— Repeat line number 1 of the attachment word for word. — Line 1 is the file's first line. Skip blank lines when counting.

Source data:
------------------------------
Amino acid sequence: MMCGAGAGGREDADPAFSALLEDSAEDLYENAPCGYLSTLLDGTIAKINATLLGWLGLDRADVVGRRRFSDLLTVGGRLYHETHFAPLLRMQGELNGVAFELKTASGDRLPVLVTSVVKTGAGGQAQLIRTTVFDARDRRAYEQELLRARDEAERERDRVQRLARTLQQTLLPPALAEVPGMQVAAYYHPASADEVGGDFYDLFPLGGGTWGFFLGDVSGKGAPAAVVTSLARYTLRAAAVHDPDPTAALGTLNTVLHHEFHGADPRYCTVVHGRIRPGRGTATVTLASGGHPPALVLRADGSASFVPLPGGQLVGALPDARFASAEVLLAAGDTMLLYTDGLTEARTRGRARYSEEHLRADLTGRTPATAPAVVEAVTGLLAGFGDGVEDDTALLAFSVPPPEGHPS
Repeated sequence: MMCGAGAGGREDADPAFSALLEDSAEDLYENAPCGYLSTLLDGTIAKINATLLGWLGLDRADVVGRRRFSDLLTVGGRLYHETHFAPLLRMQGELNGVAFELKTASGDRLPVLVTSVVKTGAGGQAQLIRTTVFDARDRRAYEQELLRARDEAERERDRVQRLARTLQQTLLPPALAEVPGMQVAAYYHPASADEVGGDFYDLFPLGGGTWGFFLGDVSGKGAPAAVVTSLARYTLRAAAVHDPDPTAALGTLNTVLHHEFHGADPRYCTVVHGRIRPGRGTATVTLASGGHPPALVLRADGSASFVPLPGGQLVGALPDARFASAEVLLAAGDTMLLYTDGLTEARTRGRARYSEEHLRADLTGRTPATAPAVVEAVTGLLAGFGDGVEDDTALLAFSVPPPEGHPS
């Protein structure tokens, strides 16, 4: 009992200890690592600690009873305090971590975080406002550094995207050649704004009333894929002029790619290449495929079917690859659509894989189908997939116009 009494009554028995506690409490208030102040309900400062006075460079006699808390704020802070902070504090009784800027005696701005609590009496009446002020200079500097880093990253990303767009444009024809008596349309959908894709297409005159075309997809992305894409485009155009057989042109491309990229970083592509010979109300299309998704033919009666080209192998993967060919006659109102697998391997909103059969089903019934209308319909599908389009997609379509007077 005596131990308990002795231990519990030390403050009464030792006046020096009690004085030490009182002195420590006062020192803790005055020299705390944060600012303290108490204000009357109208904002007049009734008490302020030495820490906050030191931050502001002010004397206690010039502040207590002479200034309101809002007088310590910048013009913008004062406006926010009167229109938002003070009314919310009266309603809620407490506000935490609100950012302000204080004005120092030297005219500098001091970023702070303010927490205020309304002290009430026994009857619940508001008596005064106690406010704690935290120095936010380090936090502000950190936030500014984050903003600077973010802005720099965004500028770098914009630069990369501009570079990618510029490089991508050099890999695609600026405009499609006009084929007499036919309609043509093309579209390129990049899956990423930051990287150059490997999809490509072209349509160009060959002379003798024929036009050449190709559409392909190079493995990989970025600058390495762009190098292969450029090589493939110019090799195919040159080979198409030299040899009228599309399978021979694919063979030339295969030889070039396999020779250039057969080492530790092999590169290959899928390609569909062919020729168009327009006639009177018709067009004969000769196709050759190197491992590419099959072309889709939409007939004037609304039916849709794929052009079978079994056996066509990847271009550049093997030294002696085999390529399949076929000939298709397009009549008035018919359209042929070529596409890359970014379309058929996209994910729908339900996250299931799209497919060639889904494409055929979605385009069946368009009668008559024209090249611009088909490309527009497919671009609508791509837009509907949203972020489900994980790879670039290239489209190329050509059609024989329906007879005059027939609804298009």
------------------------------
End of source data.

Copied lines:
Amino acid sequence: MMCGAGAGGREDADPAFSALLEDSAEDLYENAPCGYLSTLLDGTIAKINATLLGWLGLDRADVVGRRRFSDLLTVGGRLYHETHFAPLLRMQGELNGVAFELKTASGDRLPVLVTSVVKTGAGGQAQLIRTTVFDARDRRAYEQELLRARDEAERERDRVQRLARTLQQTLLPPALAEVPGMQVAAYYHPASADEVGGDFYDLFPLGGGTWGFFLGDVSGKGAPAAVVTSLARYTLRAAAVHDPDPTAALGTLNTVLHHEFHGADPRYCTVVHGRIRPGRGTATVTLASGGHPPALVLRADGSASFVPLPGGQLVGALPDARFASAEVLLAAGDTMLLYTDGLTEARTRGRARYSEEHLRADLTGRTPATAPAVVEAVTGLLAGFGDGVEDDTALLAFSVPPPEGHPS